Anton Pannekoek 1912

Hope in the Future

Source: Le Socialisme, November 16, 1912;
Translated: for by Mitch Abidor.

If it were necessary to believe the words of the spokesmen of the bourgeoisie, the working class has no worse enemies than the socialists. “For they speak out against the vices of current society,” they say, “ and lament the unhappy lot of the workers, but instead of thinking to bringing them immediate assistance they show the proletarian, in the future, a socialist society that, incidentally, will never be realized. Only those who, like us, place themselves on the terrain of the current order and who hold it to be eternal can dedicate themselves with ardor to the improvement, through means of reforms, of the conditions that exist today. And this is why all of us, liberals and anti-Semites, progressives and Catholic Christians, we are indefatigable friends of reform and ceaselessly preoccupied with improving the lot of the workers. As for them, socialists take things easy: instead of putting themselves to work they only give men one consolation: the future. They reject the reforms we propose under the pretext that they are a mockery of worker demands, or they contain dispositions so-called hostile to the workers. They take an attitude exclusively negative. And this is entirely natural; if all evils could be suppressed within the framework of the current world and if, consequently, the causes of discontent were to disappear, there would be nothing to do in a future society.”

Social-democracy has always easily unmasked the bluff of these friends of the worker. It has said: “Please, Messieurs, just once demonstrate zeal for reform! Taken together you are the majority in parliament, so make the vices of capitalism disappear!” And in order to explain its own position vis--vis reforms it only had to recall its doctrine, its practice and its program.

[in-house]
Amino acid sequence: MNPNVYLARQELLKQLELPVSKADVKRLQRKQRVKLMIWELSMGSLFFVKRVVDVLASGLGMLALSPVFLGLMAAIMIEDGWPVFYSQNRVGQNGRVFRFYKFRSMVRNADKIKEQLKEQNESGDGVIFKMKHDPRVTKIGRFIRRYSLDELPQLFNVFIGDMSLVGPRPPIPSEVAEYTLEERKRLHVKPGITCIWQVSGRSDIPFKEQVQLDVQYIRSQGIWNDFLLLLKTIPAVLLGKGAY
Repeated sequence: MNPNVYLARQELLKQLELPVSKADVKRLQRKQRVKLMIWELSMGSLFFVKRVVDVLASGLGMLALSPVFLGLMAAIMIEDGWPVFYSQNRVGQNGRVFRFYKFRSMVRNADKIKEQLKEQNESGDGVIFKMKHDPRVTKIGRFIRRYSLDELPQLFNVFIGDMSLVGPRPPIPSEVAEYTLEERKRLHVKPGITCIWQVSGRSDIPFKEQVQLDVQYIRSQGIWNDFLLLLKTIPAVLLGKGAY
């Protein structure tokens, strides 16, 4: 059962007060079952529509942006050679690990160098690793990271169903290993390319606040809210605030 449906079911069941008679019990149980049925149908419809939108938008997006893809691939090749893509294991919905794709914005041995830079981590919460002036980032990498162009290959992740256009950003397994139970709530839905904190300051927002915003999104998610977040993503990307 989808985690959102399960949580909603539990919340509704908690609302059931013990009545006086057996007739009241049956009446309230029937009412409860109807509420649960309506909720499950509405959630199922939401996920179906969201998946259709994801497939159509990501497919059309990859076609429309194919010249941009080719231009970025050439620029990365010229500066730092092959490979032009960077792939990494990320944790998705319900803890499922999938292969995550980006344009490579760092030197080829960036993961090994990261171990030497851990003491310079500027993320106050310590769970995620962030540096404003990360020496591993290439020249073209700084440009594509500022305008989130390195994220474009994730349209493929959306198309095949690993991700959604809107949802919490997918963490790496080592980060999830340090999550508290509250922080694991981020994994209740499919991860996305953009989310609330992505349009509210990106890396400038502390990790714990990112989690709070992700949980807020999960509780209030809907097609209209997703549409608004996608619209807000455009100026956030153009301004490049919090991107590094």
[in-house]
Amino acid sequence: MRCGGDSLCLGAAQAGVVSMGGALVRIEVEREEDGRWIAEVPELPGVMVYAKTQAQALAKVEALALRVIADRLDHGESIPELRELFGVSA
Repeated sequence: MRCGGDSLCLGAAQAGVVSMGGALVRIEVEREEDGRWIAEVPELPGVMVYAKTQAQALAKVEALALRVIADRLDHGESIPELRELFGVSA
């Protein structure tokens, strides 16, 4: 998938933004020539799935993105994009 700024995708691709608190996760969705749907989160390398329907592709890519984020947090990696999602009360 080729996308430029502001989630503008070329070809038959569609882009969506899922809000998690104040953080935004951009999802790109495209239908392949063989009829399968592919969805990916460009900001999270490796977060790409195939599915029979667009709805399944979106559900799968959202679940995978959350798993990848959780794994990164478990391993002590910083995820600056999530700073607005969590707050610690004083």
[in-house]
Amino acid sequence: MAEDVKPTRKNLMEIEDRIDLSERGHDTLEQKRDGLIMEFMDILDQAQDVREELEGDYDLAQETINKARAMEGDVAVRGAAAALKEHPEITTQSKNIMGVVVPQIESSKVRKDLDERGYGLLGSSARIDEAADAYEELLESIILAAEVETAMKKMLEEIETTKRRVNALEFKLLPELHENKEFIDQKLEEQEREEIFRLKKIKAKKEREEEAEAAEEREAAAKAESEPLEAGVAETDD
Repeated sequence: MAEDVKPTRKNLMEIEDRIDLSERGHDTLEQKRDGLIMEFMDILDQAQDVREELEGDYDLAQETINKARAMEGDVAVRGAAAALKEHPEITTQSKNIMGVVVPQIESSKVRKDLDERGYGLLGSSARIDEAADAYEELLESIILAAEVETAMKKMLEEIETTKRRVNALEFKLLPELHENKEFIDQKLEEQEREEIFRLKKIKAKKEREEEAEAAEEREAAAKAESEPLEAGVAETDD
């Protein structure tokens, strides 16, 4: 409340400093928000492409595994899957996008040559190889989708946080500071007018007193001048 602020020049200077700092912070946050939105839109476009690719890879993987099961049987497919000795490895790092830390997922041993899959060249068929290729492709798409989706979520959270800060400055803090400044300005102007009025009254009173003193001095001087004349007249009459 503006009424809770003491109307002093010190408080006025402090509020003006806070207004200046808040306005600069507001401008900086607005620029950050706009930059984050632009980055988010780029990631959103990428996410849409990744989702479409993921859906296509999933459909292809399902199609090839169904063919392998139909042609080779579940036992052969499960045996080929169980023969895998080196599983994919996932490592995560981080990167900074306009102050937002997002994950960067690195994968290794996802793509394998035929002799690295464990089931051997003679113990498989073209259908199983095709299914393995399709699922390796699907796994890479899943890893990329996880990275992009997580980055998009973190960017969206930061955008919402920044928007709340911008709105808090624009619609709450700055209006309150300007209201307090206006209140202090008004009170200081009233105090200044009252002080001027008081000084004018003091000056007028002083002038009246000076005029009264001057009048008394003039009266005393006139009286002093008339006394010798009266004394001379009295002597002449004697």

Our doctrine tells us that socialism can’t be built on the ruins of the existing society by a revolt of starving beggars in rags. It can only result from the powerful forward march of an army of organized proletarians, fighting to conquer every position, every progress. Practice has shown that socialists are the most indefatigable champions of every reform, of every improvement in the interest of the exploited masses, while bourgeois parties always reject their proposals with the words: “Impossible! Exaggerated pretensions!” And the proof that these proposals aren’t made by chance with the sole goal of creating popularity, that they are necessarily born of our fundamental concept, is furnished by our program. A logical system of reforms for the improvement of the capitalist world can be found there. We propose this program to bourgeois parties to test their reformist ardor. When all this is realized, then we can talk.